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Brennan v. Cannella

United States District Court, Eastern District of Pennsylvania

May 13, 2015

PHILLIP J. CANNELLA, III, et al., Defendants.



Before the Court are Defendants’ Motion for Summary Judgment (Doc. No. 19), Plaintiff’s Response in Opposition thereto (Doc. No. 21), and Defendants’ Reply in Further Support thereof (Doc. No. 22). For the reasons given below, the Motion is GRANTED IN PART and DENIED IN PART. An Order follows.


This matter is the second suit arising from a dispute between Ms. Brennan and the Defendants. In the other matter, previously before this Court, the instant-defendants filed suit against Ms. Brennan alleging that she “intentionally posted false, misleading, deceptive and harmful information” about the Defendants on her websites - and See Second Amended Complaint, Case No. 12-cv-1247, Doc. No. 156. The Parties recently agreed to dismiss that suit. Case No. 12-cv-1247, Doc. No. 201.

In this matter, Ms. Brennan alleges that the Defendants utilized a variety of unlawful methods to take her sites offline and access her personal accounts. See Amended Complaint, Doc. No. 8. More specifically, Plaintiff alleges that Cannella and his associates (1) mounted denial-of-services attacks in an effort to disable the sites; (2) requested that the website host delete Plaintiff’s data from its servers; (3) unlawfully accessed several of her web hosting and email accounts, and (4) used this access to disable her websites, steal her private information, and impersonate her. Id. at ¶¶ 14-32. She has brought claims against the Defendants for invasion of privacy and identity theft, negligence per se under a variety of statutes, and for civil conspiracy. Id. at ¶¶ 33-69.

In the instant Motion, Defendants move for summary judgment on all of these claims.


Summary judgment is appropriate “if the movant shows that there is no genuine dispute as to any material fact and the movant is entitled to judgment as a matter of law.” Fed.R.Civ.P. 56(a). In making this determination, “inferences to be drawn from the underlying facts ... must be viewed in the light most favorable to the party opposing the motion.” Matsushita Elec. Indus. Co. v. Zenith Radio Corp., 475 U.S. 574, 587 (1986) (alteration in original; quotation marks omitted). “There is no issue for trial unless there is sufficient evidence favoring the nonmoving party for a jury to return a verdict for that party.” Anderson v. Liberty Lobby, Inc., 477 U.S. 242, 249 (1986). The party opposing summary judgment “may not rest upon the mere allegations or denials of the ... pleading; its response, by affidavits or as otherwise provided in this rule, must set forth specific facts showing that there is a genuine issue for trial.” Saldana v. Kmart Corp., 260 F.3d 228, 232 (3d Cir. 2001) (alteration in original; quotation marks omitted).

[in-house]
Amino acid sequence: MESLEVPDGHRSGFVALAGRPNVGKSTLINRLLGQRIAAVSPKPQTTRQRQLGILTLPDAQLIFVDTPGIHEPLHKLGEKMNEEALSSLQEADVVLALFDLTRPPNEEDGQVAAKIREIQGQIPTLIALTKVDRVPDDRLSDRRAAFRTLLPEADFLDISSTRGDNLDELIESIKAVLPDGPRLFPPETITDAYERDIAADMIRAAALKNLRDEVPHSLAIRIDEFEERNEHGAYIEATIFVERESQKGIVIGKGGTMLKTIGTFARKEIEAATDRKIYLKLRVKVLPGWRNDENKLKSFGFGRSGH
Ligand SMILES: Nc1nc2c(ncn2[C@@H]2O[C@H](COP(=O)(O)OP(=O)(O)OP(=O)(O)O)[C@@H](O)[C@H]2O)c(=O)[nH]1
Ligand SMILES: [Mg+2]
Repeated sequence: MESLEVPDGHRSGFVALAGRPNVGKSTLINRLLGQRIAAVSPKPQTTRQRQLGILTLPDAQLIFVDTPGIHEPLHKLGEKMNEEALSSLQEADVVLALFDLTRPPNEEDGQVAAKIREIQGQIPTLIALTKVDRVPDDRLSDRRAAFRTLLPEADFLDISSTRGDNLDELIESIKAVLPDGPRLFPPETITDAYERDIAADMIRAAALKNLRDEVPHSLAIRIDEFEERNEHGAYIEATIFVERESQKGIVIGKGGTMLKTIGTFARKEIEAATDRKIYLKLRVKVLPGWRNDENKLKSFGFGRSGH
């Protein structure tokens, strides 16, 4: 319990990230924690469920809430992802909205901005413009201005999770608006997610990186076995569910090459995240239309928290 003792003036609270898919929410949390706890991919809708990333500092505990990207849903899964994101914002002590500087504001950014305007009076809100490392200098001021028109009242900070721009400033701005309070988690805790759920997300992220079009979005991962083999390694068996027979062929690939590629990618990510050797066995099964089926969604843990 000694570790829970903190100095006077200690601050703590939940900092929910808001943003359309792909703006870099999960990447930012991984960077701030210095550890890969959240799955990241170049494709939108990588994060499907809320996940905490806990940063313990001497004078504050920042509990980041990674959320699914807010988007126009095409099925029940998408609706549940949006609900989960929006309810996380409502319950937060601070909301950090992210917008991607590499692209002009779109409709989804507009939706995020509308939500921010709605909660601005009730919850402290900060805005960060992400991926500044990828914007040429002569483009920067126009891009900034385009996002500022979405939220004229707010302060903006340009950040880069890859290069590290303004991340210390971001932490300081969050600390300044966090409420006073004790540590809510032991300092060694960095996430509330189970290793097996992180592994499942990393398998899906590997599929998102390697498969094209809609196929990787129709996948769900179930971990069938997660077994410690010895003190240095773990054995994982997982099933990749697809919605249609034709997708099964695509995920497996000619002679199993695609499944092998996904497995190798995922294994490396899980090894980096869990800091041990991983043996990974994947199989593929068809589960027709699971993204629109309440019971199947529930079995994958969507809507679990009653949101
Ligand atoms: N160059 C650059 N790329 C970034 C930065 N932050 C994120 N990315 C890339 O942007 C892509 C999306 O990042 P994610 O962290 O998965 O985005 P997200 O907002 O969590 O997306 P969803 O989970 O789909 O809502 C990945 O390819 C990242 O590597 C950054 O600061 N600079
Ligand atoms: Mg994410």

III. Discussion

A. Negligence Per Se Claims

Plaintiff’s Complaint presents three claims premised on a negligence per se theory of liability. She alleges that the Defendants violated three Pennsylvania criminal statutes, all related to the unlawful use of computers. See Doc. No. 8 at ¶¶ 45-63. These statutes do not create private causes of action, so Plaintiff has attempted to use negligence per se to create them. This is an improper use of the doctrine and the claims must be dismissed.

The doctrine of negligence per se is not a standalone tort, but rather an evidentiary presumption applicable under certain circumstances in negligence actions. Put simply, the doctrine “establishes, by reference to a statutory scheme, the standard of care appropriate to the underlying tort.” In re Orthopedic Bone Screw Products Liab. Litig., 193 F.3d 781, 790 (3d Cir. 1999). Thus it “enables plaintiffs to establish as a matter of law that the defendant’s conduct constituted a breach of duty in a negligence action, so that only causation and damages need be proved.” Id. The doctrine cannot be used to simply create a private cause of action in any statute that does not provide for one. See id. at 791 (“[Plaintiffs’] interpretation of per se liability would allow private plaintiffs to recover for violations of a federal statute that creates no private cause of action .... We do not believe the concept of per se liability supports such a result.”).

This is not a negligence action - Plaintiff is claiming that the Defendants intentionally attacked her websites and personal accounts. Thus the doctrine of negligence per se is not applicable to the facts alleged, and it cannot be used to create private causes of action ...

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